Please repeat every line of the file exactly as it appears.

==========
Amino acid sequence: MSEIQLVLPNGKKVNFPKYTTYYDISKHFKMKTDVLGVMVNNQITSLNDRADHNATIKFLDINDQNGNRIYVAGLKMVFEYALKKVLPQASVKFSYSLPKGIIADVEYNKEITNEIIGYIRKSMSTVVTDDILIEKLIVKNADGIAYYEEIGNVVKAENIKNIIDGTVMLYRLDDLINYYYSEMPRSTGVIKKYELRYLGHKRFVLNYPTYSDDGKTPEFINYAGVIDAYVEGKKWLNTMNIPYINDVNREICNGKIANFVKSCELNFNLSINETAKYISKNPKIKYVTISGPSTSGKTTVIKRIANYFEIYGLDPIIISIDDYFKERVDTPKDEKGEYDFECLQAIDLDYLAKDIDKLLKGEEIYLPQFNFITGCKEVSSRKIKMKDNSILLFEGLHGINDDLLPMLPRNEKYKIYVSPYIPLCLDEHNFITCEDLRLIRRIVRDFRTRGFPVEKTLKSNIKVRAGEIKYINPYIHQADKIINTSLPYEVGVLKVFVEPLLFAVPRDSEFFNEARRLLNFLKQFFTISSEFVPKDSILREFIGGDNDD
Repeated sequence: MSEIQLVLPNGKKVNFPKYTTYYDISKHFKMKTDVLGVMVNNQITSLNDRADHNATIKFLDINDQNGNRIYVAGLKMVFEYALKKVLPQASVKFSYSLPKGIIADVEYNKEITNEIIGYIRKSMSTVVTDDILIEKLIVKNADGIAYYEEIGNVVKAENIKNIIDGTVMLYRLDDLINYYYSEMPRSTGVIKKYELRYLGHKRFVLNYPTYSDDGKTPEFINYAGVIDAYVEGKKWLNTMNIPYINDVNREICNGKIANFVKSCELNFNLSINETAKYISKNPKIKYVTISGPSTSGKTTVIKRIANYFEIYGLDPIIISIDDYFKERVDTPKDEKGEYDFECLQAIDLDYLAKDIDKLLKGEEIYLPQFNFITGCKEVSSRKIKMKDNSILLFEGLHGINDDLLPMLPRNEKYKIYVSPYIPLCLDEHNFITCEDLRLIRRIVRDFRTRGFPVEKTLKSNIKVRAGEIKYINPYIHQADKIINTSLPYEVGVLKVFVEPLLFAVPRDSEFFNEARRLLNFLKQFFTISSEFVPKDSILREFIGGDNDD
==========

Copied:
Amino acid sequence: MSEIQLVLPNGKKVNFPKYTTYYDISKHFKMKTDVLGVMVNNQITSLNDRADHNATIKFLDINDQNGNRIYVAGLKMVFEYALKKVLPQASVKFSYSLPKGIIADVEYNKEITNEIIGYIRKSMSTVVTDDILIEKLIVKNADGIAYYEEIGNVVKAENIKNIIDGTVMLYRLDDLINYYYSEMPRSTGVIKKYELRYLGHKRFVLNYPTYSDDGKTPEFINYAGVIDAYVEGKKWLNTMNIPYINDVNREICNGKIANFVKSCELNFNLSINETAKYISKNPKIKYVTISGPSTSGKTTVIKRIANYFEIYGLDPIIISIDDYFKERVDTPKDEKGEYDFECLQAIDLDYLAKDIDKLLKGEEIYLPQFNFITGCKEVSSRKIKMKDNSILLFEGLHGINDDLLPMLPRNEKYKIYVSPYIPLCLDEHNFITCEDLRLIRRIVRDFRTRGFPVEKTLKSNIKVRAGEIKYINPYIHQADKIINTSLPYEVGVLKVFVEPLLFAVPRDSEFFNEARRLLNFLKQFFTISSEFVPKDSILREFIGGDNDD
Repeated sequence: MSEIQLVLPNGKKVNFPKYTTYYDISKHFKMKTDVLGVMVNNQITSLNDRADHNATIKFLDINDQNGNRIYVAGLKMVFEYALKKVLPQASVKFSYSLPKGIIADVEYNKEITNEIIGYIRKSMSTVVTDDILIEKLIVKNADGIAYYEEIGNVVKAENIKNIIDGTVMLYRLDDLINYYYSEMPRSTGVIKKYELRYLGHKRFVLNYPTYSDDGKTPEFINYAGVIDAYVEGKKWLNTMNIPYINDVNREICNGKIANFVKSCELNFNLSINETAKYISKNPKIKYVTISGPSTSGKTTVIKRIANYFEIYGLDPIIISIDDYFKERVDTPKDEKGEYDFECLQAIDLDYLAKDIDKLLKGEEIYLPQFNFITGCKEVSSRKIKMKDNSILLFEGLHGINDDLLPMLPRNEKYKIYVSPYIPLCLDEHNFITCEDLRLIRRIVRDFRTRGFPVEKTLKSNIKVRAGEIKYINPYIHQADKIINTSLPYEVGVLKVFVEPLLFAVPRDSEFFNEARRLLNFLKQFFTISSEFVPKDSILREFIGGDNDD